In book one, having already developed a reputation as being good at finding people, Del goes in search of her own mother—a mother she’s never known. Her search leads her to the clannish community of Nazareth Church, deep in the hills of Kentucky, where she encounters the fabled faith healer Silas Rule. Dark secrets and malevolent conspiracies surround the man and her mother’s past. There’s love and some sexual intrigue along the way. But, can Del survive the ordeal and find her mother?...
I guess I’ll say here… only time (and story endings) will tell.
You are now in that waiting period between signing the contract and holding the book in your hands; your novel will come out in September of 2011. What are some ways that authors can make good use of the time leading up to the release date?
Beyond that, things will start to get exciting around November to December of this year, as my publisher begins the process of creating book one for a September 2011 release. Final edits will be completed, cover design approved, publishers catalog of 2011 fall line-up established… (I’ll note that I’ve intentionally avoided stating the title of the book as it may change between now and the publication date.)
Some might think that an author writes a book in solitude, sells it, and then steps out and introduces himself to other authors and readers. There’s actually quite a bit of groundwork that an author must lay if he wants a successful career. Can you share with us some of the steps you’ve taken to prepare for your inevitable best seller?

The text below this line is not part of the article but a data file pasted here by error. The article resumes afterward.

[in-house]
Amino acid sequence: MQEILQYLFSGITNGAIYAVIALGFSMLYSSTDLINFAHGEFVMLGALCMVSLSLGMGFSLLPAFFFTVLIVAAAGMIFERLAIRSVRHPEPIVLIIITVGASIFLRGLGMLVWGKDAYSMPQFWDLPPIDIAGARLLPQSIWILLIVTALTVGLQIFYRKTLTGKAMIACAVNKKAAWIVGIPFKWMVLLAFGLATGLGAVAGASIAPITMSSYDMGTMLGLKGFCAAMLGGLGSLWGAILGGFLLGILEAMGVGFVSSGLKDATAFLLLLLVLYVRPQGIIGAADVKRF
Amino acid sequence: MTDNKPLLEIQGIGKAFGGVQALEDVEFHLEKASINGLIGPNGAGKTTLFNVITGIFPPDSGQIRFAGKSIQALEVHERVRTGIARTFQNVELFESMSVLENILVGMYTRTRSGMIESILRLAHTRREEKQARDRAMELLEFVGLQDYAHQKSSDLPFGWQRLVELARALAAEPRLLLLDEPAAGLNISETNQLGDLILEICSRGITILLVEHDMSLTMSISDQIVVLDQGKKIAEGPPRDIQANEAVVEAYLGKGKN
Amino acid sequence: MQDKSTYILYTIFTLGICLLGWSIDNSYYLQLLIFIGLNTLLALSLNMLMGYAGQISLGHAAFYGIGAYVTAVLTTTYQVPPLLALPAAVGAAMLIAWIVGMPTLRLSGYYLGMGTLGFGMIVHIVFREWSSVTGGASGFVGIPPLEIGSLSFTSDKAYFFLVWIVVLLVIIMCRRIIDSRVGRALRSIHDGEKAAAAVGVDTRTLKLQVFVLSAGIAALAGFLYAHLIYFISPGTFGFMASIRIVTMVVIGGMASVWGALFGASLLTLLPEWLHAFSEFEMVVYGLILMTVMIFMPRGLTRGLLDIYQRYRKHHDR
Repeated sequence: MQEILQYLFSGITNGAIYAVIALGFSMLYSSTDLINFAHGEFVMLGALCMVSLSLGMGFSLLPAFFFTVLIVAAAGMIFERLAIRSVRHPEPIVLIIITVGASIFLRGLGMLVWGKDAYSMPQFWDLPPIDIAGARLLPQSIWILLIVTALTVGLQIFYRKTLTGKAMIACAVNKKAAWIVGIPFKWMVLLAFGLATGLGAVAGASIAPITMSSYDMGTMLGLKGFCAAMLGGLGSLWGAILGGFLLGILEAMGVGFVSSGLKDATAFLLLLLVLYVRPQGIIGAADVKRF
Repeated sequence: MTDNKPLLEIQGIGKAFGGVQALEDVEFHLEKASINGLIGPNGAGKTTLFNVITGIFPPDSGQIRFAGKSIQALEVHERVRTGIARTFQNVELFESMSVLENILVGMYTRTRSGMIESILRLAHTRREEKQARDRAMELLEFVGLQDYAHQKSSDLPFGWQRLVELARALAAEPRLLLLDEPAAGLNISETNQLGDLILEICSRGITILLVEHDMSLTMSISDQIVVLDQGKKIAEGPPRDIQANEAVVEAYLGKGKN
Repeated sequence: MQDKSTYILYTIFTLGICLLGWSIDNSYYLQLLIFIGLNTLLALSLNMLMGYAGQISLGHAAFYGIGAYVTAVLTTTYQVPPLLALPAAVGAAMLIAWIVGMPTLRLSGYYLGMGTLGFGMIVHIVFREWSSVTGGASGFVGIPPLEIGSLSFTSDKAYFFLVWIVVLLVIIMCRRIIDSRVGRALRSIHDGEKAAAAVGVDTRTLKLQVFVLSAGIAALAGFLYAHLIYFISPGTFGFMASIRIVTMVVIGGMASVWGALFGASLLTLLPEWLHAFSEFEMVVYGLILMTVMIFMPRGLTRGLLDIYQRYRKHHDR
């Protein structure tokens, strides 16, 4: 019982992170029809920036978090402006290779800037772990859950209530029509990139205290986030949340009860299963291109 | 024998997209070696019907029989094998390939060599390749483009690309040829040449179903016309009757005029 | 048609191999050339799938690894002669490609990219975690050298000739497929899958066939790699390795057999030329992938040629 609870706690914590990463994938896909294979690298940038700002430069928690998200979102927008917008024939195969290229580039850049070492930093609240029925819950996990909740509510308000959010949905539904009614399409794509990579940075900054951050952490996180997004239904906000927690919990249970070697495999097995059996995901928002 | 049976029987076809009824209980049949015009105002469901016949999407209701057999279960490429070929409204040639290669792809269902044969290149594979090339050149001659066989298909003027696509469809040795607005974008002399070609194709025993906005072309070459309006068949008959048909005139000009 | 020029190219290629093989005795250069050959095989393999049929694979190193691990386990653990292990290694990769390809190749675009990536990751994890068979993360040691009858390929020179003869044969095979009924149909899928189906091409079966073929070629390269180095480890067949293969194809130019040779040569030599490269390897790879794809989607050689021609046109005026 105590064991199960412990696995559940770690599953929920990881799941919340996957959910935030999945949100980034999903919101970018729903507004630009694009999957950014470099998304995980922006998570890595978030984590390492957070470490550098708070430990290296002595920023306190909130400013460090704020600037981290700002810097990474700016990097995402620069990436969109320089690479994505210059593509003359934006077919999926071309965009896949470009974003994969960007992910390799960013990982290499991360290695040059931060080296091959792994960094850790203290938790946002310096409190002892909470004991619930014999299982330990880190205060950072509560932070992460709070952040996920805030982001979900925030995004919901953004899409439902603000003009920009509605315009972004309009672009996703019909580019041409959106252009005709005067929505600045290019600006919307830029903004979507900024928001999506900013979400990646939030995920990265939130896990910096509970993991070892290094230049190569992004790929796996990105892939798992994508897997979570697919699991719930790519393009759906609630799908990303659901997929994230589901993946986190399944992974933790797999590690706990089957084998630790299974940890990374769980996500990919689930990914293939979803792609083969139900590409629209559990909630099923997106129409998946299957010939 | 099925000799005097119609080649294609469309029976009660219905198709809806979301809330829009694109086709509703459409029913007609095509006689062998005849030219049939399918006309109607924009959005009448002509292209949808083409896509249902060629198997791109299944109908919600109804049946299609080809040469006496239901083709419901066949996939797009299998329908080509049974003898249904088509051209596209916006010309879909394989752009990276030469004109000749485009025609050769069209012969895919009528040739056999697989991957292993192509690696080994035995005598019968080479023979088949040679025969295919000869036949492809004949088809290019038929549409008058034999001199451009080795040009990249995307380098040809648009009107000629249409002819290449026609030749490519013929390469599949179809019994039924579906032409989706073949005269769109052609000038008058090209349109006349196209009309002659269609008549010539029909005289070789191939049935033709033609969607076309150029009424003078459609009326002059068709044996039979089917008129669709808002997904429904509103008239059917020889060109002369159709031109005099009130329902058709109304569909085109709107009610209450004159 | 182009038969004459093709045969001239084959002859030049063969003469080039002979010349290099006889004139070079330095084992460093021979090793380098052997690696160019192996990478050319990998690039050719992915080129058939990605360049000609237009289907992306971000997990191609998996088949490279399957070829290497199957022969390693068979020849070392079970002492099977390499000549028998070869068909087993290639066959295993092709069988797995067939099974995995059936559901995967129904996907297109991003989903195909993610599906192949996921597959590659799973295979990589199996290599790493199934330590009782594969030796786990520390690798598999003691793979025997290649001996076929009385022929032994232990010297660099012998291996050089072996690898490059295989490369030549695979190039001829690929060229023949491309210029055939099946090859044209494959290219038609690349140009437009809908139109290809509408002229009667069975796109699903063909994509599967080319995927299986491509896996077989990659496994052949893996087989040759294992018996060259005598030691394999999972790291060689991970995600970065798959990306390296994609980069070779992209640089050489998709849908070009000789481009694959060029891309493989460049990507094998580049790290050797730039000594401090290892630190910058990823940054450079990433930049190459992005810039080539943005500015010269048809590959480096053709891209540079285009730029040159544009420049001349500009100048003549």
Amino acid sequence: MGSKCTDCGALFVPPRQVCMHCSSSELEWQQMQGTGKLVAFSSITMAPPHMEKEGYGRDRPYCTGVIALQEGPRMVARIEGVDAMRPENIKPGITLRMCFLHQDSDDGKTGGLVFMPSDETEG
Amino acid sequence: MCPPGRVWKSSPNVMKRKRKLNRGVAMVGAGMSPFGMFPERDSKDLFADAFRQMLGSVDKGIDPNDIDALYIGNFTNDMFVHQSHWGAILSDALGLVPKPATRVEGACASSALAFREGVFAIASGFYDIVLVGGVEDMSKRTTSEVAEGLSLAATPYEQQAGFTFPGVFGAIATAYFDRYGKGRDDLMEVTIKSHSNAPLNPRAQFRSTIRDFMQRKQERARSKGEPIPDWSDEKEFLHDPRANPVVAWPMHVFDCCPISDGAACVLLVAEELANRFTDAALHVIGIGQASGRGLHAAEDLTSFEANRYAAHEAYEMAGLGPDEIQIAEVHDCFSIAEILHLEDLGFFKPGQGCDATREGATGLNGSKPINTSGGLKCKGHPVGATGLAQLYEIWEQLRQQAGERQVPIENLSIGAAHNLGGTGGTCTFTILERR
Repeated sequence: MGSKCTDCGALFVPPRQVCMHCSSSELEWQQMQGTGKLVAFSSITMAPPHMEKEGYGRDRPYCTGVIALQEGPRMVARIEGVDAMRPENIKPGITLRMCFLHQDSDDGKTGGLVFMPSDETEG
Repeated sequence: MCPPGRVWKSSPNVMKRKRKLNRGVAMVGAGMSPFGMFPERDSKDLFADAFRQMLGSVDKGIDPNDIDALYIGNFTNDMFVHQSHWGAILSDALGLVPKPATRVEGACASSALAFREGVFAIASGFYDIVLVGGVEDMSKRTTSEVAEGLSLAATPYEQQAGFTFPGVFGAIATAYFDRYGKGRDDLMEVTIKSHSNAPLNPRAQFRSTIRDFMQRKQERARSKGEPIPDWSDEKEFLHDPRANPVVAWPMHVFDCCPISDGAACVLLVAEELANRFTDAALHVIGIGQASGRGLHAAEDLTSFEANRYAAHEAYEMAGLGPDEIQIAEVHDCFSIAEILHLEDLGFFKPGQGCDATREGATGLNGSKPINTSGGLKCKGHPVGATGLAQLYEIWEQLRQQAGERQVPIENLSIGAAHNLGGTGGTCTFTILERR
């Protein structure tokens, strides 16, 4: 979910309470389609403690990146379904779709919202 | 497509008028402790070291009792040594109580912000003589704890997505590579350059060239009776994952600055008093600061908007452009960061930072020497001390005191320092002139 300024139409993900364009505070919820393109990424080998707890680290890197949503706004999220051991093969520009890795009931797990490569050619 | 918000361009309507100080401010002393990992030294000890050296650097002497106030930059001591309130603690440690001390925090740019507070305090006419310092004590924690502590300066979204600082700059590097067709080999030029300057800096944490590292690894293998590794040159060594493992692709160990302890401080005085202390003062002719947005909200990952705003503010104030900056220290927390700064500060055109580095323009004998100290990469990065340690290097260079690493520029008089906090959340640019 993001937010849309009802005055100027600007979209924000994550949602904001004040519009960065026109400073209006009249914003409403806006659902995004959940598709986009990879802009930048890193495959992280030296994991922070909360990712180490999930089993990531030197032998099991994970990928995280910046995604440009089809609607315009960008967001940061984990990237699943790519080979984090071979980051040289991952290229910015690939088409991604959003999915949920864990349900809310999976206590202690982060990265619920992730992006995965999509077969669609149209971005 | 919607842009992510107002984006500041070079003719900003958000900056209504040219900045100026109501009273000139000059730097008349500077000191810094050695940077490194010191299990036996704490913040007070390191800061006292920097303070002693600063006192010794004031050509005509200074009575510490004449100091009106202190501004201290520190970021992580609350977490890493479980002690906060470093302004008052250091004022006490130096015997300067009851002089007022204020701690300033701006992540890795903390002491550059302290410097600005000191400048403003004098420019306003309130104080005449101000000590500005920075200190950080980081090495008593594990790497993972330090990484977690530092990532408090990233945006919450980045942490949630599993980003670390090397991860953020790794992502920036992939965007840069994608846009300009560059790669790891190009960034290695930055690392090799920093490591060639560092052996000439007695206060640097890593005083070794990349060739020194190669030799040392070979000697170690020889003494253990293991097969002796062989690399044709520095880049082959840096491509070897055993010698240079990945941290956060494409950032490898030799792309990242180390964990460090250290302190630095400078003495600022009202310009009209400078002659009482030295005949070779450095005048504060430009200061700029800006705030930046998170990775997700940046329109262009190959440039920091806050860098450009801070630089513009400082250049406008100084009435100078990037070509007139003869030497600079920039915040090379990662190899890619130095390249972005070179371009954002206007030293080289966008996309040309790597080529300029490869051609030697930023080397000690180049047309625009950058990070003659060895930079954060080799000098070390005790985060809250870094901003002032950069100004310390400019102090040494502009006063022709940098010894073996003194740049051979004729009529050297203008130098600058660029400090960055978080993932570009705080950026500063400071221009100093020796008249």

Well, one of the most important steps is to develop skills (experience) as a writer. I feel very strongly that, regardless of background, all fiction writers begin as inexperienced rookies and must learn the craft of both writing and storytelling before they will see success (meaning published). Almost every writer I know has at least one or more failed attempts in their drawer. I have two such novels, as well as an original screen play, that will likely never see the light of day.
I believe that short stories are also an effective way to gain experience. They teach an economy of writing that plays well in today’s genre market. They also offer you some short-run validation of your efforts. Short stories have served effectively as my training wheels. A number of them have been winners or finalists in award competitions.
In addition, I’ve learned that it takes integrating with the writing community (writers, agents, editors, reviewers, and readers) and discovering exactly what success demands. I can’t over emphasize the importance of this. And this is anything but a solitary pursuit. It takes getting out from behind the laptop and meeting people.
I currently do more than thirty organizational events, conferences, and workshops a year and my first novel isn’t out yet. I have also served on the boards of two major writing organizations—Sisters In Crime/LA and (currently) SoCal Mystery Writers of America . I expect these efforts to only increase.
Where do you see this series taking you and what are your hopes for the future?